One of Chile’s principal producers of sparkling wine, Miguel Torres Chile, is hoping to exploit the Osorno Valley’s “tremendous potential” for high quality fizz, according to winemaker Eduardo Jordan.
Speaking to the drinks business at in Santiago last month, Jordan said he believed the area in the Los Lagos region of Chile was ideally suited to the production of premium sparkling wine.
Jordan said: “The south is the future for sparkling wine. I think that the Osorno area has tremendous potential to produce high quality sparkling wines, since the cold weather and the mixture of volcanic and alluvial soils present the ideal environment for this type of wine.”
He recalled how the producer has been experimenting with sparkling wines made from Chardonnay and Pinot Noir in the region since 2017 and the results “are well on track to-date”.
To make the wines, Miguel Torres Chile is working with a grower with which it has had a long-term contract. It has already released a wine from the area – a Sauvignon Blanc – which is part of its Cordillera range.
“It’s a vertical Sauvignon with a citric acid mouthfeel typical of this area and that which is difficult to find in other areas of Chile”, said Jordon.
Osorno, located at a latitude of 40 degrees – roughly the same as the North Island of New Zealand – it is one of the emerging wine regions in the far south of Chile, giving its name to a city, province and volcano in the region. With as much as 1,500mm of rainfall a year, it can be a challenging area to grow grapes, according to Jordan. It is mainly planted with Sauvignon Blanc, Chardonnay and Pinot Noir with a smattering of Riesling.
“Due mainly to climate change in Chile, today it is possible to plant vineyards in places that were unthinkable eight to 10 years ago, due to rising temperatures and lower rainfall in the summer months. Osorno is one of those places in Chile where today there are a small number of producers or wineries who have dared to plant vineyards”, Jordan added.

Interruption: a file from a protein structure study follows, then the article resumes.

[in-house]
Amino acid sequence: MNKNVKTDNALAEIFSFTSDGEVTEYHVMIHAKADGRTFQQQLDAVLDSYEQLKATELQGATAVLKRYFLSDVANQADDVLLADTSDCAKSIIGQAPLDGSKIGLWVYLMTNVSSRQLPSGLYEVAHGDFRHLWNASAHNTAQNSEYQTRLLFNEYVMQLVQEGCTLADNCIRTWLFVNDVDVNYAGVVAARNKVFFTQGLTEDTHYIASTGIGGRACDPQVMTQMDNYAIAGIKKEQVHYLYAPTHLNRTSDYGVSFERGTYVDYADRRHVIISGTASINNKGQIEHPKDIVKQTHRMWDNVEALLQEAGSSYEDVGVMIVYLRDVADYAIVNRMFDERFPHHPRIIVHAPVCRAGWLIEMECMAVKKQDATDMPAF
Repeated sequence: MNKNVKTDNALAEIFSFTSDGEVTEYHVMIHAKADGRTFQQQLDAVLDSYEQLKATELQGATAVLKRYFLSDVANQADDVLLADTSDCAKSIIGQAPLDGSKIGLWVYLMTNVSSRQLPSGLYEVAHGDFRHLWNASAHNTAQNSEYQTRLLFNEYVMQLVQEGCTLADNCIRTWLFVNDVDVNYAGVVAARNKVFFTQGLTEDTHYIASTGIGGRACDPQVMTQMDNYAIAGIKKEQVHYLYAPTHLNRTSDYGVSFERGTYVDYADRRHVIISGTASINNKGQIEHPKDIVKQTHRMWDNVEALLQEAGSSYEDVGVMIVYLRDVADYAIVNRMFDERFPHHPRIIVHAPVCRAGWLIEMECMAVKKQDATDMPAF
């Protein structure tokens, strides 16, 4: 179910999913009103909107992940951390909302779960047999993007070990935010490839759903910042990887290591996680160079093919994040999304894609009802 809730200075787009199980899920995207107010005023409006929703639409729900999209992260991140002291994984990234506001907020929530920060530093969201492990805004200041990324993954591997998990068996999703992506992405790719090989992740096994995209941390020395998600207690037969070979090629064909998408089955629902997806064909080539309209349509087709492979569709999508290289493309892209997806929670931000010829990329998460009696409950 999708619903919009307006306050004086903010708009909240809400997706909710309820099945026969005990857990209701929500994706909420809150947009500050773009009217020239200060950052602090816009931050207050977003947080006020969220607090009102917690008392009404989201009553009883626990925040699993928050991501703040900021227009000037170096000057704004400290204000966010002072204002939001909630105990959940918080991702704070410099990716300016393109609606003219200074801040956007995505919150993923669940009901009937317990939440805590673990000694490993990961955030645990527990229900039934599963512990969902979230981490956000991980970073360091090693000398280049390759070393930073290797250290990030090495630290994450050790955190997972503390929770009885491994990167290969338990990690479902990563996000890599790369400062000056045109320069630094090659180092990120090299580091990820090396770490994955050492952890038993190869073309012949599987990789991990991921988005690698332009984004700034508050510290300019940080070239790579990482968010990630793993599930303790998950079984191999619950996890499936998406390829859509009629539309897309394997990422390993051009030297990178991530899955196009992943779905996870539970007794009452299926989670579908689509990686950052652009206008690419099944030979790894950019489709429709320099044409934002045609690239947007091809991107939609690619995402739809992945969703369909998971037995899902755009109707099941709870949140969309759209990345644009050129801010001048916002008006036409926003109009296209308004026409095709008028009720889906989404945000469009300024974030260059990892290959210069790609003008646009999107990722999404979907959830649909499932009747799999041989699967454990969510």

Miguel Torres Chile was founded in Curicó in 1979. Jordan said that temperatures are noticeably warmer now, with the producer, which sources grapes from many regions in Chile, noticing big differences in picking times.
“In 2007 we really started noticing that temperatures were changing. The sea temperatures were warmer and summer temperatures are now 1-2 degrees higher”, he said.
“When we were founded, Curicó was considered south, now it’s central. Itata and beyond is now referred to as the south.”
At the beginning of this year, Miguel Torres Chile bought a vineyard in the Nacimiento area on the banks of the Bío Bío River. The estate is comprised of 50 hectares, of which four are planted with 150-year-old País vines.
The vineyard is dry-farmed with the area receiving between 800 and 1,000mm of rain each year.
“This year we vinified this vineyard and the results were very good and I think it will be a contribution to the rescue of this variety,” said Jordan.
Miguel Torres Chile already uses the variety in its Reserva de Pueblo line, using grapes sourced from Maule, and in its Estelado Rosé sparkling, a bottle-fermented fizz which spends 14 months on its lees.
The producer is also conducting clonal research into País to try and find clones that are the most adapted to dry farming.